Hitter matchup ratings for June 7

Hitter ratings account for the opposing starting pitcher's past history (three years' worth as well as past 21 days) as well as ballpark factors. "LHB" and "RHB" ratings account only for left- and right-handed batters, respectively.

Hitters' count:

Marlon Byrd, OF, Cubs: Byrd has been superb against lefties, batting .397 with nine doubles and a home run in just 58 at-bats, with two steals to boot. Ryan Doumit is one of the worst in the major leagues at throwing out baserunners (just 4-for-45), too, so Byrd could run wild.

Scott Hairston, OF, Padres: The lefty-killer puts in work versus Cole Hamels, with a 4-for-10 career line that includes two doubles and a pair of home runs.

Jonny Gomes, OF, Reds: He has yet to deliver serious damage against Barry Zito (2-for-6 lifetime), but as a certified lefty-masher (.346 AVG/.452 OBP/.654 SLG against lefties this season), he still seems like a good bet to have a strong performance.

Colby Rasmus, OF, Cardinals: Rasmus is officially out of his May slump, batting .444 with three doubles and two homers in his past seven games. He's been one of the best regulars against right-handers, with eight home runs, six steals and a .299 average in 134 at-bats this season, so we like his chances against Carlos Monasterios.

Pitchers' count:

Jay Bruce, OF, Reds: Lefties are still Bruce's kryptonite, with the 23-year-old batting just .222 in 63 at-bats this season off them and .203 in his career. Good news for Barry Zito, who is a perfect 2-for-2 against Bruce in that small sample size.

Vladimir Guerrero, DH, Rangers: Vladdy might be hitting a ridiculous .444 against southpaws this season, but Cliff Lee isn't your ordinary lefty. Righties are batting a woeful .219 off of Lee, and in the head-to-head matchup, Lee comes out on top, limiting Guerrero to seven hits in 27 at-bats (.259 average).

Josh Hamilton, OF, Rangers: Hamilton, meanwhile, is simply poor against lefties, with just one of his 11 home runs coming off a left-hander. He's hitting .231 in 65 at-bats, and that has nowhere to go but down against a lefty as tough as Lee.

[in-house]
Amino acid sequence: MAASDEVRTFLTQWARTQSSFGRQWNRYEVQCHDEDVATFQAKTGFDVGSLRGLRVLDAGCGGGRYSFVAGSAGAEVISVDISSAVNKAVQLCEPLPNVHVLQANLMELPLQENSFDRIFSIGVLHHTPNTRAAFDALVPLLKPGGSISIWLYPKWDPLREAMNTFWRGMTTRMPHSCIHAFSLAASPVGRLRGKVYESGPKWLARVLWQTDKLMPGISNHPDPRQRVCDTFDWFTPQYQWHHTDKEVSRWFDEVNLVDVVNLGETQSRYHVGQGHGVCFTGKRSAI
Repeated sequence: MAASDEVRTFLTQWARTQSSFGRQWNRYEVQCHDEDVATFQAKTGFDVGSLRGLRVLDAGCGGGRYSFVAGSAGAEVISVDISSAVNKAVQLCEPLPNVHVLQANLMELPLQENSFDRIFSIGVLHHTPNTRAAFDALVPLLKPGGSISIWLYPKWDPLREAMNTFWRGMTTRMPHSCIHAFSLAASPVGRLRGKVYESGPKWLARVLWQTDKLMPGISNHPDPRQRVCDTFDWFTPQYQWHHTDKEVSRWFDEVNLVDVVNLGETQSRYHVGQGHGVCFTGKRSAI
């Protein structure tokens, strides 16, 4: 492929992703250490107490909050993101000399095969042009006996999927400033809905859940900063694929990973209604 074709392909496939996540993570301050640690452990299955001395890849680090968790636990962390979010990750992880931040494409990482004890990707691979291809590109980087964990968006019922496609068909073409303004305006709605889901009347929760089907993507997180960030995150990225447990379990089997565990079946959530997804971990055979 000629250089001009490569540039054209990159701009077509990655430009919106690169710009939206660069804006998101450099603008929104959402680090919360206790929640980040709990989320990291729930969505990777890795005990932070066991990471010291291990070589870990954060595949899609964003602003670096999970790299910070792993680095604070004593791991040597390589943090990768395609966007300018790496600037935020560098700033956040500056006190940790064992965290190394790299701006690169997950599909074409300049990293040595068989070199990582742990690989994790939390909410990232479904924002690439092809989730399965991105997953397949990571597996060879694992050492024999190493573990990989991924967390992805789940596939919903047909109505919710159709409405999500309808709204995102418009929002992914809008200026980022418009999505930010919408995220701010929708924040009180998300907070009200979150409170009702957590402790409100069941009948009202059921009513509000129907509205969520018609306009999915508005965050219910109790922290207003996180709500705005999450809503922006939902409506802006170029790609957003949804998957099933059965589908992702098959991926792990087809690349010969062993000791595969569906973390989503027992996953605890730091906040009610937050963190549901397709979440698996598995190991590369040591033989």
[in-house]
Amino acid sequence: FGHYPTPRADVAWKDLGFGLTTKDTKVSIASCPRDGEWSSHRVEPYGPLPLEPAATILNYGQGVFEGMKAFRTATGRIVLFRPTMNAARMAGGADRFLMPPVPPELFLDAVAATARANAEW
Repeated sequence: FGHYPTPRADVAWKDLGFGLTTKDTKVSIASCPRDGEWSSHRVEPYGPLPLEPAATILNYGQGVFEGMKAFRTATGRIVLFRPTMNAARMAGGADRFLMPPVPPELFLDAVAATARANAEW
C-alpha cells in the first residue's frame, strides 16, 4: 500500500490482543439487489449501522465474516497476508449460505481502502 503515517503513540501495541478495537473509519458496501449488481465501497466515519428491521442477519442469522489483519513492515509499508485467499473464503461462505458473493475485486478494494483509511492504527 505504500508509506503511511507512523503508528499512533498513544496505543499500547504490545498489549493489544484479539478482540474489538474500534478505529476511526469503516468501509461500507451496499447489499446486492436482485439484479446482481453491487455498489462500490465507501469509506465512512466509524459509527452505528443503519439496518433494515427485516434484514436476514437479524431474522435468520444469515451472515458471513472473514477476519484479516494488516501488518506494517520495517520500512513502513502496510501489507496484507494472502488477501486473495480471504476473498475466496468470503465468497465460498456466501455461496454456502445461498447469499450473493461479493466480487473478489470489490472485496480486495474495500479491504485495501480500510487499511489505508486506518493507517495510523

Chone Figgins, 2B/3B, Mariners: Most owners haven't given up on Figgins yet (87.6 percent ownership), but temper any expectations against Scott Feldman, as Figgins is under the Mendoza Line in 31 career at-bats against Feldman.

Brad Hawpe, OF, Rockies: The couple of times Hawpe has toughed out a hit against Wandy Rodriguez, it tends to go far -- with two home runs and a double among his four hits -- but he's still hitting only .190 overall against him. He's mired in an awful slump and is batting only .194 against lefties this season, as well, so it's safe to leave him benched.

Kelly Johnson, 2B, Braves: Johnson has had a dream season so far, but sometimes a guy just has your number. Considering Johnson remains hitless versus Derek Lowe in 11 at-bats, we can safely assume Lowe will come out on top this time around, too.

Baseball Challenge Pick of the Day

Stephen Drew, SS, Diamondbacks: Drew just has his way against Derek Lowe, hitting .484 in 31 career at-bats, and although the majority of those hits are singles (he has five extra-base hits, including one home run), it's hard to find fault with a batter getting on base 50 percent of the time.


Injury list: Out


Injury list: Day-to-day

Casey Blake, 3B, Dodgers (back)

David Freese, 3B, Cardinals (ankle)

Chipper Jones, 3B, Braves (finger): Oft-injured Jones is back at it again, and this time he says his sore right ring finger "is not any better." A DL stint looks likely, considering the player in question.

Will Venable, OF, Padres (neck)

Weather concerns

The Braves-Diamondbacks contest is the only game that's weatherproof. The forecast calls for sun and clear skies, so play ball!

Adam Madison is a fantasy baseball analyst for ESPN.com.